A Storm’s A Brewin


With hurricane Sandy quickly approaching the East coast, it is hard not to wonder why these storms are coming in stronger and later than ever. The Chicago Tribune published an article today examining the factors contributing to these “super storms” and all facts point to global warming.

Amanda Staudt, a climate scientist for the National Wildlife Federation, explains that climate change is not the sole cause of catastrophic weather events, but instead intensifies their damage and severity. She believes that since the Earth has become increasingly warmer, the length of hurricane season has increased, and the numbers support her conclusions. As industrial societies began burning fossil fuels “in great quantities in the late 19th century… the average global temperature has risen between 1.5 and 2 degrees Fahrenheit.” In addition, the water temperate in the Mid-Atlantic is 5 degrees higher than the average. Because of these warmer climates, out atmosphere retains 4% more moisture than it once did 40 years ago. Scientist predicts that by the end of the 21st century “hurricanes could dump 20% more rain than it does now.”

This article relates directly to the ethical and social responsibilities companies have in an effort to preserve the environment. Along with providing ethical working conditions and accurate financial statements, companies should use environmentally friendly resources and dispose of their products in a safe way. It is the manager’s duty to ensure their business is not harming people or the environment in any way.

Alternatively, city officials of New York, New Jersey, and other large cities on the East coast are taking every precautionary measure to ensure people stay safe during hurricane Sandy. Officials have closed down the entire subway system in New York, hired additional electricians from all around the US, and canceled hundreds of flights and trains to and from LaGuardia.

I find this forecasting to be a great sign of successful management by the city officials, but what do you think? Do you feel that they are over-hyping this storm, like many believe happened last year with hurricane Irene? Will the increase of this ‘Super Storms’ encourage companies to become greener?


Dr. Hands of Death and Destruction

Warning: This article is not for the faint of heart. I had heard of unfortunate and grotesque situations such as these, but this article shocked me. Marty Makary, a Harvard medical student (now surgeon) published an article for the Wall Street Journal titled “How to Stop Hospitals from Killing Us.” In this article, he discusses the enormously high percentages of mistakes, mix-ups, and fatalities hospitals make on a daily basis!

Makary says that on average, U.S. surgeons will operate on the wrong body part 40 times per week. Granted, we do not know how many patients a surgeon may see in a given week, but 40 times seems like a pretty high number to me. Furthermore, he uncovered that one-quarter of all patients will be harmed due to medical errors. If those medical errors were turned in to a “disease,” they would be the 6th deadliest disease in our nation, killing 100,000 people a year. After reading this article, I followed up on a recent video-interview done by Makary and the WSJ. In his interview Makary said that the statistics were done nearly a decade ago, and the results “shocked the nation.” Unfortunately, the numbers have now increased to 200,000 and the disease would be ranked as the number 3 most deadliest!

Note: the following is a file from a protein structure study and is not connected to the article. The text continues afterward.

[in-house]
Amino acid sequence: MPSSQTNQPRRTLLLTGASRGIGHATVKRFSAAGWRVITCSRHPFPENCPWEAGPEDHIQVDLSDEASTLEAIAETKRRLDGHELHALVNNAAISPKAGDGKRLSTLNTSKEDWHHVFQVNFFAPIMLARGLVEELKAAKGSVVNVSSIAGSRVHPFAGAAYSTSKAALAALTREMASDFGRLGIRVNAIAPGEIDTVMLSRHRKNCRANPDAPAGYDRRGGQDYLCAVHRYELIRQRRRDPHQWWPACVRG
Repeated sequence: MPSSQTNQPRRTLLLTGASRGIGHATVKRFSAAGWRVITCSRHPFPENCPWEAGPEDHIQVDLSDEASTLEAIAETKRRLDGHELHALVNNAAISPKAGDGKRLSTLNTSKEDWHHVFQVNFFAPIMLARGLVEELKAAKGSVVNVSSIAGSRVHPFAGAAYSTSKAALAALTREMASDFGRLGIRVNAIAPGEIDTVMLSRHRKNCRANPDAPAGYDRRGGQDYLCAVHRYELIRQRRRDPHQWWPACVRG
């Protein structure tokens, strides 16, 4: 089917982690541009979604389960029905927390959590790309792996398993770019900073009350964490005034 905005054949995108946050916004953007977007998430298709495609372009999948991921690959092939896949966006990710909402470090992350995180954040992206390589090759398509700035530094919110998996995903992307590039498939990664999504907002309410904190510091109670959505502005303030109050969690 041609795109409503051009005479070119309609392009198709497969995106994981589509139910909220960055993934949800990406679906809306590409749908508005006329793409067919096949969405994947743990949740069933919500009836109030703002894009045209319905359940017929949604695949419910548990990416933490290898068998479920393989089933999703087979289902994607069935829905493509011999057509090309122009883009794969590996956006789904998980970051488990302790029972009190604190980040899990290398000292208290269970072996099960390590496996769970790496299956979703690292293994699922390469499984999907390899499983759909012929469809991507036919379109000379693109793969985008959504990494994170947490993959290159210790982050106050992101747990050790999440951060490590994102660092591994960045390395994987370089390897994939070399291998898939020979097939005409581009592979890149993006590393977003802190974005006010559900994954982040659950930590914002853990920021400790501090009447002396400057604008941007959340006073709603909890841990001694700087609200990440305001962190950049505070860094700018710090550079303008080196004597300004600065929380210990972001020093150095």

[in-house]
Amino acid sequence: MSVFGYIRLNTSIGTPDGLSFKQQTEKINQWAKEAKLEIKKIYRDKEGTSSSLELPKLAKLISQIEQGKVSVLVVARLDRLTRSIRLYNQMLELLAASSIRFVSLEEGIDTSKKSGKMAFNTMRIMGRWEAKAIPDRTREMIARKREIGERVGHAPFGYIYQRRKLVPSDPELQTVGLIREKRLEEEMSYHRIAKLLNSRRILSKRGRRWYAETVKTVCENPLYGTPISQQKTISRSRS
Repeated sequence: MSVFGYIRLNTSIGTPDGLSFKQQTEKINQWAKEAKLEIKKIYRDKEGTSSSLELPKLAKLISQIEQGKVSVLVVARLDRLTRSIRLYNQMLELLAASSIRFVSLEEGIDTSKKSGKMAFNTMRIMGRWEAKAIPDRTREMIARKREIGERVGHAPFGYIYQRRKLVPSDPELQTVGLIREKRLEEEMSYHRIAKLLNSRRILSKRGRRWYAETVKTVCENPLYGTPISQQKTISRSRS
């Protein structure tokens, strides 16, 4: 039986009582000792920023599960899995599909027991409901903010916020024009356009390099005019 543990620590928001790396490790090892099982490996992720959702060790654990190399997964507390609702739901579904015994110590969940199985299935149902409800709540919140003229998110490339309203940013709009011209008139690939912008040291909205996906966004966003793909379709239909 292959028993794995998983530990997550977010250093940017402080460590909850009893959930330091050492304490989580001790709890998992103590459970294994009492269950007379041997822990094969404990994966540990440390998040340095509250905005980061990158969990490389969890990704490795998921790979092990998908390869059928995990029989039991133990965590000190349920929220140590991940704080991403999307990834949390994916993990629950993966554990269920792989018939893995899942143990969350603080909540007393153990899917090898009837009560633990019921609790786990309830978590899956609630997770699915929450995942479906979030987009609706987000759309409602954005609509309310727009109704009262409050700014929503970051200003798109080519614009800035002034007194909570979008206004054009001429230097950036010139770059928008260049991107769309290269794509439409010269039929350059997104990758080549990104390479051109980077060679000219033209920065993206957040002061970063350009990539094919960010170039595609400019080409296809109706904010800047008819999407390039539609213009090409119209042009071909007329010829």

So how is all of this happening, and why are people not being held accountable or even aware?
The main problem being identified is the lack of transparency in the hospitals, and the unspoken code all doctors have amongst each other. Makary recalls his first day during his rotations and the other resident doctors talking about a “legendary” Dr. Hodad. He was initially confused about this doctor’s publicity because he had never heard of the name, but later found out it was a nickname- standing for Hands of death and destruction. This doctor had solidified a reputation for himself as a reputable and successful surgeon, and was often requested by celebrities and praised by his patients. Although most doctors and residents new of his mistakes, they never spoke out because that was not part of the “culture.” Makary soon finds out that the hospital culture is very important and without a high reputation, most doctors would be shunned and out of work instantly.

Through his studies, Markay has identified five main steps that hospitals and doctors could take, to help eliminate this growing problem, and hold doctors more accountable for their actions. He wishes to create a better management operations system that will keep patients safer and aid them in deciding which hospital to attend. The five steps are the following: Cameras, Online dashboards for patient reviews, safety culture scores taken by nurses and doctors, open note taking by doctors, and elimination of gagging (the protection of using a doctor/hospitals name during a lawsuit).

Have you ever had or heard of an unfortunate instance while staying at a hospital? Do you believe these changes will take place, or will doctors be outraged at Markay’s studies and conclusions?